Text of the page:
I was using the free White Pages website to try to find the ZIP code for a friend’s address. An advertisement popped up, something called Instant Checkmate, which is not free.
“I found out on Instant Checkmate my boyfriend of two years is a sex offender,” the rolling ad said. Ouch.
Someone is checking up on her boyfriend after two years. The site might have been more useful before the first date. After two long years, you’d think there would have been a few heart-to-hearts and such wrenching revelations would be history.
I couldn’t help but imagine the Valentine’s Day this couple is going to have. No cellophane-wrapped hearts or soft centers. More likely: The nut will get a lot of hard questions.
As more and more love affairs begin online, you can understand the need for instant, virtual private investigations. For who paints himself in an unflattering light when trying to find a match online?
“I like sunsets, long walks, honest companions and, uh, underage girls.”
I don’t think so.
I know this sort of thing also can happen when relationships begin the more conventional way. There are more rings in coat pockets in motel lounges than there are beer bottles. A perennial news item reports a man with two families, a plane ride apart, each oblivious of the other.
The difference may be the frequency of such deceptions when the date-vetting occurs online. Done the old way, you usually don’t meet someone for the first time with romance the intention. The pace generally is slower, with a few critical steps in between “no” and “yes.” Once in a while there’s something called friendship.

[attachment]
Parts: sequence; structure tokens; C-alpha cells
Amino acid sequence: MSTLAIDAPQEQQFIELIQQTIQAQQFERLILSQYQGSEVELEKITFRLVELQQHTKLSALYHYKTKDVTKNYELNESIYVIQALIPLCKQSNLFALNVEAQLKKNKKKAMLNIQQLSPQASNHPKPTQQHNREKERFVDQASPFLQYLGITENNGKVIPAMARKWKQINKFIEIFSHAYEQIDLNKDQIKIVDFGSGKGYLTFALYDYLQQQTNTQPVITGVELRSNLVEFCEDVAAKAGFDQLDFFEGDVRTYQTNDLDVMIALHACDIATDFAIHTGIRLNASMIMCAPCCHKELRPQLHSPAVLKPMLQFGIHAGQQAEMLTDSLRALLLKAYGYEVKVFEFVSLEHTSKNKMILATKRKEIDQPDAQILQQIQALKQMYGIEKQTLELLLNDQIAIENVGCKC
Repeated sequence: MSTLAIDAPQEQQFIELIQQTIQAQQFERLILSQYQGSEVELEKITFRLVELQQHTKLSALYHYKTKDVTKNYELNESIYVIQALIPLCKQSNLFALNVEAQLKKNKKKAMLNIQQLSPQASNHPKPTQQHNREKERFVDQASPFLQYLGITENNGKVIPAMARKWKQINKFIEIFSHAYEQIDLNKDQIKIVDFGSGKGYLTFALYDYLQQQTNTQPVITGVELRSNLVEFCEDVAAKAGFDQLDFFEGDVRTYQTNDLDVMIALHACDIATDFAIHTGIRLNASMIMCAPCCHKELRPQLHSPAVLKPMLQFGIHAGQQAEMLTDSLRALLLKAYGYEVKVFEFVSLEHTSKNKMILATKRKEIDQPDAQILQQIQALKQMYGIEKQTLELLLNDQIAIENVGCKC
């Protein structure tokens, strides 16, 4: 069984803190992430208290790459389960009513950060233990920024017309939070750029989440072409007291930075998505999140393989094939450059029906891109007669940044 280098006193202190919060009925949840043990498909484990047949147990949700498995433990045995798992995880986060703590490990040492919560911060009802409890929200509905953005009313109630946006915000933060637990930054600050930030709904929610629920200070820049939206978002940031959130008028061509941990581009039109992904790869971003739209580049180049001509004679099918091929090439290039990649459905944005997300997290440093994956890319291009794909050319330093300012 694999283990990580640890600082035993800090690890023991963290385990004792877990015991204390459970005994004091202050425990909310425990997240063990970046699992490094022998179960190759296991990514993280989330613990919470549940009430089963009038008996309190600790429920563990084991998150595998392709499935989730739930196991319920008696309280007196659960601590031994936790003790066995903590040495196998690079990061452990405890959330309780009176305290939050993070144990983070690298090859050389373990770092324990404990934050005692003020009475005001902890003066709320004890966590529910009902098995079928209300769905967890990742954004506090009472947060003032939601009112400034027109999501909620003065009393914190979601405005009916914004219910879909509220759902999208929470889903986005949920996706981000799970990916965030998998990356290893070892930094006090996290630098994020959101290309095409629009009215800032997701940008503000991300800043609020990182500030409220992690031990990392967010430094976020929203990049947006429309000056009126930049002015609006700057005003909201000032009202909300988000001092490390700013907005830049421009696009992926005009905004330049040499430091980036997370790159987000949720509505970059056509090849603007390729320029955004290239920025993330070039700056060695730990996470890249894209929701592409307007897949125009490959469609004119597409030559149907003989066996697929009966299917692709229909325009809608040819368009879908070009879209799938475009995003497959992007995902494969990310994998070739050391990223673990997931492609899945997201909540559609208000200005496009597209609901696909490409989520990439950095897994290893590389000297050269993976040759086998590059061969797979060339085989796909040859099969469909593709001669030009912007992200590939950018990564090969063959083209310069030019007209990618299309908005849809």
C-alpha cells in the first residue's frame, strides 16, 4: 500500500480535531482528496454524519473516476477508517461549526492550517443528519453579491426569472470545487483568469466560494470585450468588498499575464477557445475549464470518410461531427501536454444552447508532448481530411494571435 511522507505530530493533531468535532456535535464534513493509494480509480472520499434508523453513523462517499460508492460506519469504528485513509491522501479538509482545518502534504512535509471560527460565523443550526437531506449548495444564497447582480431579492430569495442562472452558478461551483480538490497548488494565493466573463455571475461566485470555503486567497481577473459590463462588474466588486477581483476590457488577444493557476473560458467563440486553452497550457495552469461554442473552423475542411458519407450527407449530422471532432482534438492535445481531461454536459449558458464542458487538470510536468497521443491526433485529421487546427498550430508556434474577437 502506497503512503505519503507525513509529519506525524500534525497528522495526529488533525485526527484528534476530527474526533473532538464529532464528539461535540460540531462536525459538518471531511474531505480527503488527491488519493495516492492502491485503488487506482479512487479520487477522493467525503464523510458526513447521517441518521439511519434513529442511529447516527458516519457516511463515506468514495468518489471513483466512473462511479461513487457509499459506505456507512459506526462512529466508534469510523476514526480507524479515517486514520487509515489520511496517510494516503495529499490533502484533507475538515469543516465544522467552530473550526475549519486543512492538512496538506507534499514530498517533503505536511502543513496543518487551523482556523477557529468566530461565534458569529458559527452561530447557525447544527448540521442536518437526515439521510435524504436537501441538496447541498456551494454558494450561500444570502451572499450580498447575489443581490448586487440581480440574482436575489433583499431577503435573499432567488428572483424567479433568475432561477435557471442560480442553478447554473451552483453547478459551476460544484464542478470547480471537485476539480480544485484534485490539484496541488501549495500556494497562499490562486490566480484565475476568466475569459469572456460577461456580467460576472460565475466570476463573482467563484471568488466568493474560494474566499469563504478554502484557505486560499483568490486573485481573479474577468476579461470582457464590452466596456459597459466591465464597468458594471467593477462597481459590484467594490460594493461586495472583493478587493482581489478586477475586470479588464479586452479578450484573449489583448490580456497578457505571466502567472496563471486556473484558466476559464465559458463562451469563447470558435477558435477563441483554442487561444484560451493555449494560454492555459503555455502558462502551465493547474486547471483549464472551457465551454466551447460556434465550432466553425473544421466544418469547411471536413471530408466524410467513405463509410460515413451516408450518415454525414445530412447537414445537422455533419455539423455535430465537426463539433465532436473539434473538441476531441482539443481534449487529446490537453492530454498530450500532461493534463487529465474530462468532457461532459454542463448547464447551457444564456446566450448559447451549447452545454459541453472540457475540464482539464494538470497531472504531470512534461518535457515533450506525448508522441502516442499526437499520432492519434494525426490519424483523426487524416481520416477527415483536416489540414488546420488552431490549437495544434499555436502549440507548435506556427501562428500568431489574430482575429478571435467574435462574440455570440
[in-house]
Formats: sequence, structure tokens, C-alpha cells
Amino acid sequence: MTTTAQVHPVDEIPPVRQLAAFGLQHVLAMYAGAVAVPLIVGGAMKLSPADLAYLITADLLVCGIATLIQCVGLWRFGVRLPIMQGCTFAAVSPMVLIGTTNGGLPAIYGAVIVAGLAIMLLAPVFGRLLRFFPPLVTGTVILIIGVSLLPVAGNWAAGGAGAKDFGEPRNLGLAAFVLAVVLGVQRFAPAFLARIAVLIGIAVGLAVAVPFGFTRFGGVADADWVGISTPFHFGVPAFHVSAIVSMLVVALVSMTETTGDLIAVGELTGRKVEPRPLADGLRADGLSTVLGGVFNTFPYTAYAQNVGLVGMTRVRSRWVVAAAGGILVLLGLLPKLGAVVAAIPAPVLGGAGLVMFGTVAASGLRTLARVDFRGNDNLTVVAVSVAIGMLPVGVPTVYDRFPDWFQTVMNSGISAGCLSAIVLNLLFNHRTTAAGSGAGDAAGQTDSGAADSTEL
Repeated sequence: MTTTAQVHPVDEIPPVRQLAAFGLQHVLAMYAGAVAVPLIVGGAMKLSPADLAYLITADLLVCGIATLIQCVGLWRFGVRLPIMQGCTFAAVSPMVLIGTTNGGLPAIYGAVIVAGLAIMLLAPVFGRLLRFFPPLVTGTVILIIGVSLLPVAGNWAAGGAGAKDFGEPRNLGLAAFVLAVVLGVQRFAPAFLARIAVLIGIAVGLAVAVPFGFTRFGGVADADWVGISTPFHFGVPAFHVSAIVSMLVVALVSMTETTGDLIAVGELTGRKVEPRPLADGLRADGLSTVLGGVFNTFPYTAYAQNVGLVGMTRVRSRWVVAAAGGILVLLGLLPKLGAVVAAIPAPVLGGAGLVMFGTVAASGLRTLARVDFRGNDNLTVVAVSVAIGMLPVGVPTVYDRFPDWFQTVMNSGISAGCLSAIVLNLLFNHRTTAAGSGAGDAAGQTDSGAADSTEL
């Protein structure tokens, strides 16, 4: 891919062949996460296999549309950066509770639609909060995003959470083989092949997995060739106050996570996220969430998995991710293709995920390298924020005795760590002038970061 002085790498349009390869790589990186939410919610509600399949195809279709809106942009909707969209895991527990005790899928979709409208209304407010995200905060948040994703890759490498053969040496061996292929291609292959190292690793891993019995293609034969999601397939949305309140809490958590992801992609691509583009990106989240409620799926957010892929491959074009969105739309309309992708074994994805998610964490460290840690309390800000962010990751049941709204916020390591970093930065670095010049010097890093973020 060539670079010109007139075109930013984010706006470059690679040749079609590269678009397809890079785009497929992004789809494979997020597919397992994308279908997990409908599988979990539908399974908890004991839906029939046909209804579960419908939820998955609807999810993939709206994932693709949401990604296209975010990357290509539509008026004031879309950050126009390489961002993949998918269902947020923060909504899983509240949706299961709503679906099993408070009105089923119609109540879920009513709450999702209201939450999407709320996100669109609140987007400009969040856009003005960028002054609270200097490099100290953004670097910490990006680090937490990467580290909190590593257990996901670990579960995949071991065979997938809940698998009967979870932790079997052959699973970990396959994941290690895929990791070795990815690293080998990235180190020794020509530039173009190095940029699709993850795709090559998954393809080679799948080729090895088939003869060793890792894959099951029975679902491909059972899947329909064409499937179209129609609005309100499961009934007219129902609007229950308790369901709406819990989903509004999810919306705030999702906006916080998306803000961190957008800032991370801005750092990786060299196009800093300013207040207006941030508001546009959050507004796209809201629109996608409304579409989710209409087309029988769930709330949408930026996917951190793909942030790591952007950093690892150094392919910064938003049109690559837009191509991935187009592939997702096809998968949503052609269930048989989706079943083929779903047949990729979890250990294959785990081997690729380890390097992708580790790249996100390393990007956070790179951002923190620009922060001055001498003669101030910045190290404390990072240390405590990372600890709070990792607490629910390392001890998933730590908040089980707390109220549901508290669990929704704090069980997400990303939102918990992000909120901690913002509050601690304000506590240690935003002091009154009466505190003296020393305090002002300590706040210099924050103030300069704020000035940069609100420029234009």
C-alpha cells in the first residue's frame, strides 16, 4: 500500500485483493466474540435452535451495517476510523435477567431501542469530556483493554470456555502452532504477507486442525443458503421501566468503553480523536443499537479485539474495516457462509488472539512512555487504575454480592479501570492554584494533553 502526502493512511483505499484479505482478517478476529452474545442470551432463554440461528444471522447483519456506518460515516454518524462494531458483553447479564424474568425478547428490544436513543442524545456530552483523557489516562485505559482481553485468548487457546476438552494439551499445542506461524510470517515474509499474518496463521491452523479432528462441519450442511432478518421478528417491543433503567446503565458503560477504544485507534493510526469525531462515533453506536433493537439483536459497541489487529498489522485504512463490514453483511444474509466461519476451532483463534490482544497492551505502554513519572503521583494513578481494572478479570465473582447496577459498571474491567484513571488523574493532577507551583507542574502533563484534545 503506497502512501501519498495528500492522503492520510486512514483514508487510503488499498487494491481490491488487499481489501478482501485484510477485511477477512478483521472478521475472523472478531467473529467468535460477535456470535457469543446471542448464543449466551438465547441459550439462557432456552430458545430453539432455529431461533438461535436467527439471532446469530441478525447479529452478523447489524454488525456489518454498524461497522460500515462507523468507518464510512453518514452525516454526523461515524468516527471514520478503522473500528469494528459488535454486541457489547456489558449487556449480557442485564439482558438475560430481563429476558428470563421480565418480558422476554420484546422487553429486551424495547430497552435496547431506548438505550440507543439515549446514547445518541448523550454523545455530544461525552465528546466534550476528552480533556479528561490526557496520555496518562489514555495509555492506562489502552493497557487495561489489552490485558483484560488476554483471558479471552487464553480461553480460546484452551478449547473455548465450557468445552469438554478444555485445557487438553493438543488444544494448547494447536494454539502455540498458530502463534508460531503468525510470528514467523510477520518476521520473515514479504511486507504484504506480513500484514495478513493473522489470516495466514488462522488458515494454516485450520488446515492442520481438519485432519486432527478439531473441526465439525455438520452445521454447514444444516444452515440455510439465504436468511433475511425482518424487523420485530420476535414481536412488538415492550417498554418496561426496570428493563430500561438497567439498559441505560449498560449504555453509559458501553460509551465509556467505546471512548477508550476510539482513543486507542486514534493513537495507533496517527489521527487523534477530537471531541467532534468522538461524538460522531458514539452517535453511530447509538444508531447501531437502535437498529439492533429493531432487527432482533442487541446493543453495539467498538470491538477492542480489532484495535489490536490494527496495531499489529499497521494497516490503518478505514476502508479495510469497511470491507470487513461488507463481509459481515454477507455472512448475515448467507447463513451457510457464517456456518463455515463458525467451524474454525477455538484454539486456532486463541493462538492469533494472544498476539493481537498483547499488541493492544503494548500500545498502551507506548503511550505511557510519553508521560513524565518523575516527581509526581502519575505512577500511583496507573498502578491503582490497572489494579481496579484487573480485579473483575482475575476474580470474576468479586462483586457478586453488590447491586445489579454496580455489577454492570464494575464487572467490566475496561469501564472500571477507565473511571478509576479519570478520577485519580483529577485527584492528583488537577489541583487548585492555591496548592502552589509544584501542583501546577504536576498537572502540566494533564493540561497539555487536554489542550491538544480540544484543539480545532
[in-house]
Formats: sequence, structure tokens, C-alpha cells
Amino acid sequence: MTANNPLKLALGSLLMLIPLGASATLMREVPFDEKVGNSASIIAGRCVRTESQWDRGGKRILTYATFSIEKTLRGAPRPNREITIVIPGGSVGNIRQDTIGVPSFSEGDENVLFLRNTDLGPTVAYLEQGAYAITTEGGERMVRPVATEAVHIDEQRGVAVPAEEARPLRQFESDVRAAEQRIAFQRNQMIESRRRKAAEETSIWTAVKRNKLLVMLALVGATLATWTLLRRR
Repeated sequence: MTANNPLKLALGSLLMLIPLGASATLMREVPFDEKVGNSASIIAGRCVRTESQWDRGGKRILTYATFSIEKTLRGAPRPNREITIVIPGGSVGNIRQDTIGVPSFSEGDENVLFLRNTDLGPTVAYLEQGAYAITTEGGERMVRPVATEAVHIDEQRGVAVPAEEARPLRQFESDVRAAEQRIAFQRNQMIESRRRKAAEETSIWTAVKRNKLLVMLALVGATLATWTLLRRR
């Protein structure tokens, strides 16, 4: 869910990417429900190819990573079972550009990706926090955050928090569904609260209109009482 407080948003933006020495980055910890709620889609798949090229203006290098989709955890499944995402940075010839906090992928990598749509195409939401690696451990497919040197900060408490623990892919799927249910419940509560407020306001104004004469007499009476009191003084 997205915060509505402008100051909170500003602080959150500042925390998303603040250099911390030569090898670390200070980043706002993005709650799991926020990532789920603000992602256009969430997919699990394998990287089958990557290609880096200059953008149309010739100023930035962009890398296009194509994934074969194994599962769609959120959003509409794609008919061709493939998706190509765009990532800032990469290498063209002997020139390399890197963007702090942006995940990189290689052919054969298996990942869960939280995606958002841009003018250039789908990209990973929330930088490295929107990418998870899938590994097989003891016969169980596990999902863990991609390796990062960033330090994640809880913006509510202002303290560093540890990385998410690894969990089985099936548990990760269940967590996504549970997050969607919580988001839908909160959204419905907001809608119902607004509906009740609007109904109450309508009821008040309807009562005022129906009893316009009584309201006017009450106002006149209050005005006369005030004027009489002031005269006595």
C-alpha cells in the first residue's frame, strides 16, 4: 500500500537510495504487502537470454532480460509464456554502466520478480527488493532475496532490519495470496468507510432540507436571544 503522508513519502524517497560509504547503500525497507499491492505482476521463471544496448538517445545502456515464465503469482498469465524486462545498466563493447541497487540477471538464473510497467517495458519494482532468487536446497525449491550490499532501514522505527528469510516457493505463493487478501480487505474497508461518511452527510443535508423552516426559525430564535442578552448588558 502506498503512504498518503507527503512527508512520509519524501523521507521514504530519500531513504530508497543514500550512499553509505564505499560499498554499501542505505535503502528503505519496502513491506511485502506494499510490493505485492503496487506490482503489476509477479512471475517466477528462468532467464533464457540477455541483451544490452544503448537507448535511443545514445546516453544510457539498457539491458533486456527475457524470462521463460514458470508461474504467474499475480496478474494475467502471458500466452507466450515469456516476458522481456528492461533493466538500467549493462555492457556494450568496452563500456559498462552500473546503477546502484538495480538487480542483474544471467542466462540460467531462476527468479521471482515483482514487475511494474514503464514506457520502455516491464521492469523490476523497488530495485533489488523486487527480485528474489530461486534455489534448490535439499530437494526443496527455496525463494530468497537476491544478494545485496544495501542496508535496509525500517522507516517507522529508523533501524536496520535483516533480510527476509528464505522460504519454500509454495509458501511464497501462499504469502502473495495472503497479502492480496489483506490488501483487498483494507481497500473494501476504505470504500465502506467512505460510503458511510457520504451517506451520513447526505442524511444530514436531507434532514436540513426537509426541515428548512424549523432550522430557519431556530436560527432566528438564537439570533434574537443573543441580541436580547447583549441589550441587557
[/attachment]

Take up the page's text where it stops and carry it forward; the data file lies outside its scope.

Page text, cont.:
Now, I’m a romantic from way back. Valentine’s Day is one of my favorite celebrations. I even believe in love at first sight – if not love at first site. It is rare but happens.
What I don’t understand is falling for a photograph – or a personality on paper. I have to hear, smell, see and touch to render a romantic judgment. Except maybe in the case of Paul Newman.
The poor woman with the sex-offender boyfriend might have fallen in love at the Laundromat, for all I know. Or she might have sat on the church pew next to her fellow for years before taking the leap to dating. Somehow, I suspect not.
The French say their marriages are more successful than ours because they work at keeping mystery in the equation. Couples don’t expect to know everything about a partner. While that’s a nice theory and statistically sound – divorce in France is on the rise but hasn’t reached the U.S. level yet – you still like to think you know fundamentally what your partner is about. Is he honest, kind, true? You like to think you’d suspect deviant behavior after a month, a year.
I don’t know. With stars in your eyes, maybe it takes two.
I believe all of us on this earth are searching for love. We may put it on the back burner and turn down the heat, but we crave it. Far be it from me to be too critical of how anyone achieves the warmth of companionship, no matter how she runs the race.
And when the bubble bursts, Philip Marlowe is at her fingertips.
To find out more about Rheta Grimsley Johnson and her books, visit www.rhetagrimsleyjohnsonbooks.com, and contaxct her at Iuka, MS 388562.